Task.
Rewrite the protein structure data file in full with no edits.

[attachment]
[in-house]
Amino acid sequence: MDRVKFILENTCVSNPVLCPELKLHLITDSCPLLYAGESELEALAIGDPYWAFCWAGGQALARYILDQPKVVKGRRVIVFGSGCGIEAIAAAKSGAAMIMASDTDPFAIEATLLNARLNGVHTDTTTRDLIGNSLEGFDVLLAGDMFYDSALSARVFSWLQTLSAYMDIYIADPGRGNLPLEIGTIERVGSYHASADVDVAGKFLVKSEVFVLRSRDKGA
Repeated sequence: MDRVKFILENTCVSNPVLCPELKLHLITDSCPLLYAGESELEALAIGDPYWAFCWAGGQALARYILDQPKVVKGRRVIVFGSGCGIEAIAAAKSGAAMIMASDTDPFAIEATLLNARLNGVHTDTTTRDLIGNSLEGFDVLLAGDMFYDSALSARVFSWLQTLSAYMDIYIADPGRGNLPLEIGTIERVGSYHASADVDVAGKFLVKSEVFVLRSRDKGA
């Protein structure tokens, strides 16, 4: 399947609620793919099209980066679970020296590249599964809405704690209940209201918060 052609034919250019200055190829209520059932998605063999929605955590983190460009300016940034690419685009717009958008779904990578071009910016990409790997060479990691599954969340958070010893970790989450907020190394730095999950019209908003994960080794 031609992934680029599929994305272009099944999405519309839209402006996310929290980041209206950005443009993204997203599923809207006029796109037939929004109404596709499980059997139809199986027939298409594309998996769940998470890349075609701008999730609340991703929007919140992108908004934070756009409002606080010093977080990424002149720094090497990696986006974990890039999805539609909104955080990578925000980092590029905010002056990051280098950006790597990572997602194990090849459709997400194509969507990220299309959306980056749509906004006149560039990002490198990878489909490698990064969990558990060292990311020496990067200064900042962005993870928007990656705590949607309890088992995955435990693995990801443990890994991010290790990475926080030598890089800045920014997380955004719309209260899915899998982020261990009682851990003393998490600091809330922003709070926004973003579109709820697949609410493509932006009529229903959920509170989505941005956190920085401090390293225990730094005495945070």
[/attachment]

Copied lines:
[in-house]
Amino acid sequence: MDRVKFILENTCVSNPVLCPELKLHLITDSCPLLYAGESELEALAIGDPYWAFCWAGGQALARYILDQPKVVKGRRVIVFGSGCGIEAIAAAKSGAAMIMASDTDPFAIEATLLNARLNGVHTDTTTRDLIGNSLEGFDVLLAGDMFYDSALSARVFSWLQTLSAYMDIYIADPGRGNLPLEIGTIERVGSYHASADVDVAGKFLVKSEVFVLRSRDKGA
Repeated sequence: MDRVKFILENTCVSNPVLCPELKLHLITDSCPLLYAGESELEALAIGDPYWAFCWAGGQALARYILDQPKVVKGRRVIVFGSGCGIEAIAAAKSGAAMIMASDTDPFAIEATLLNARLNGVHTDTTTRDLIGNSLEGFDVLLAGDMFYDSALSARVFSWLQTLSAYMDIYIADPGRGNLPLEIGTIERVGSYHASADVDVAGKFLVKSEVFVLRSRDKGA
């Protein structure tokens, strides 16, 4: 399947609620793919099209980066679970020296590249599964809405704690209940209201918060 052609034919250019200055190829209520059932998605063999929605955590983190460009300016940034690419685009717009958008779904990578071009910016990409790997060479990691599954969340958070010893970790989450907020190394730095999950019209908003994960080794 031609992934680029599929994305272009099944999405519309839209402006996310929290980041209206950005443009993204997203599923809207006029796109037939929004109404596709499980059997139809199986027939298409594309998996769940998470890349075609701008999730609340991703929007919140992108908004934070756009409002606080010093977080990424002149720094090497990696986006974990890039999805539609909104955080990578925000980092590029905010002056990051280098950006790597990572997602194990090849459709997400194509969507990220299309959306980056749509906004006149560039990002490198990878489909490698990064969990558990060292990311020496990067200064900042962005993870928007990656705590949607309890088992995955435990693995990801443990890994991010290790990475926080030598890089800045920014997380955004719309209260899915899998982020261990009682851990003393998490600091809330922003709070926004973003579109709820697949609410493509932006009529229903959920509170989505941005956190920085401090390293225990730094005495945070």